The UAE, Bahrain and Morocco are the first Arab states in decades to normalise relations with Israel last year
Israel's top diplomat Yair Lapid began a landmark visit Thursday to Bahrain where he opened the Israeli embassy one year after the US-brokered normalisation of ties.
The Israeli foreign minister touched down at Manama airport over an hour before a Gulf Air A320 took off in the opposite direction for the first commercial flight between the two countries.
Crew members waved the flags of Bahrain and Israel from cockpit windows of the passenger jet when it landed later at Ben Gurion airport near Tel Aviv.
The Bahrain flight and Israel's first bilateral ministerial visit to the Gulf country are part of a thaw in regional relations after the United Arab Emirates, Morocco and Sudan also agreed last year to establish ties with Israel under agreements known as the Abraham Accords.
"We have officially opened the Israeli embassy in Bahrain," tweeted Lapid.
"We agreed that by the end of the year, there will be the opening of the Bahraini embassy in Israel."
Lapid met with King Hamad bin Isa Al-Khalifa, in what Israeli media said was the first public meeting of a Gulf monarch with an Israeli official.
The Israeli top diplomat also met with Crown Prince Sheikh Salman bin Hamad Al-Khalifa and Foreign Minister Abdullatif al-Zayani.
"We talked about the cooperation between our countries and about taking the official peace between us and turning it into an active, economic, security, political and civic friendship," Lapid tweeted following his sit-down with Zayani.
Zayani and Lapid also held a news conference, during which they signed a number of memorandums of understanding -- ranging from cooperation in environmental conservation to sports.
"Your visit builds on the considerable progress we have already made... and underlines once again our shared desire to spread peace, stability, and cooperation across the Middle East and achieve genuine and lasting security and prosperity for its peoples," said Zayani.
Bahrain reaffirmed its commitment to the two-state solution to the Israeli-Palestinian conflict, he added.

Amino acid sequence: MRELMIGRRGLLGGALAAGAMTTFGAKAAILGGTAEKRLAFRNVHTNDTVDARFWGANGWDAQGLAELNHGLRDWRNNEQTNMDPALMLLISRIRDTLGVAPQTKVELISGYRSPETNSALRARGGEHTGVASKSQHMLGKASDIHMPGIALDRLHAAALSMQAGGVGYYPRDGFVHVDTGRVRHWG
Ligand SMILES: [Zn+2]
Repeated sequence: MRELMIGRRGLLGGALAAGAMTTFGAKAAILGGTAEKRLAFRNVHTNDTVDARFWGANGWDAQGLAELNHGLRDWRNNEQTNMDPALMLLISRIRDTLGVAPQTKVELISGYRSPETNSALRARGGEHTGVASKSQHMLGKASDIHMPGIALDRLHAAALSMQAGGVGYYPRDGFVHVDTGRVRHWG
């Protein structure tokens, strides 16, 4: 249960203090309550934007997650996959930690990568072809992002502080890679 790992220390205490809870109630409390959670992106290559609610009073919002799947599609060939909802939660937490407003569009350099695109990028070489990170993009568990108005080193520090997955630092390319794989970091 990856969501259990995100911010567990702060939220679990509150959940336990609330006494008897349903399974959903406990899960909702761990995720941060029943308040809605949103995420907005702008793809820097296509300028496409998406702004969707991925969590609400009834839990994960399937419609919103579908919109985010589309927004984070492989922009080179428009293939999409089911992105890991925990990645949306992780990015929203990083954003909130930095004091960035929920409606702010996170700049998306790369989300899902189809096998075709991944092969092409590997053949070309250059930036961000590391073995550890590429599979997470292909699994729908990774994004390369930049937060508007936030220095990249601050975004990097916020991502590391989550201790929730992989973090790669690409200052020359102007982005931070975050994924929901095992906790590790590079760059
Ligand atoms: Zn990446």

Lapid said that he too was "a devoted supporter of the two-state solution" but stressed he was not speaking on behalf of the government.
"I think it's the right solution for the people of Israel and the Palestinians as well. Not everyone in our government thinks the same," he said.
He also said that the opening of embassies "will symbolise diplomatic cooperation between us".
Anger simmers in some quarters over the accords, which broke with decades of Arab consensus that there would be no relations with Israel while the Palestinian question remains unresolved.
Protesters burned tyres on the outskirts of Manama early Thursday, sending clouds of black smoke into the air, and the hashtag #BahrainRejectsZionists in Arabic was circulating on social media.
Extra security was stationed on the route to the airport and no Israeli flags were visible on main roads.
"The visit of the Israeli FM to Bahrain is an act firmly rejected, condemned and denounced by the people of Bahrain," Sheikh Hussein al-Daih, deputy secretary-general of the opposition Al-Wefaq National Islamic Society, told AFP on Wednesday.
The Arab countries involved in the Abraham Accords have stressed the economic benefits of ties with Israel. Half a billion dollars in trade is already reported with the UAE.
The UAE, Bahrain and Morocco became the first Arab states in decades to normalise relations with Israel last year, following negotiations spearheaded by former US president Donald Trump.
The Jewish state had earlier reached peace treaties with neighbouring Egypt and Jordan.
On the first anniversary of the accords this month, US Secretary of State Antony Blinken pledged to continue the efforts of the Trump government.
"This administration will continue to build on the successful efforts of the last administration to keep normalisation marching forward," Blinken said.
"We will encourage more countries to follow the lead of the Emirates, Bahrain and Morocco. We want to widen the circle of peaceful diplomacy."
Beyond economics, the rapprochement was also driven by mutual concern over Iran, with the regional rivalry even pushing Saudi Arabia into quietly building relations with the Jewish state.
Lapid is the main architect of the Israeli coalition government that ousted ex-premier Benjamin Netanyahu, who signed the Abraham Accords. Lapid has also visited Morocco since becoming foreign minister in June.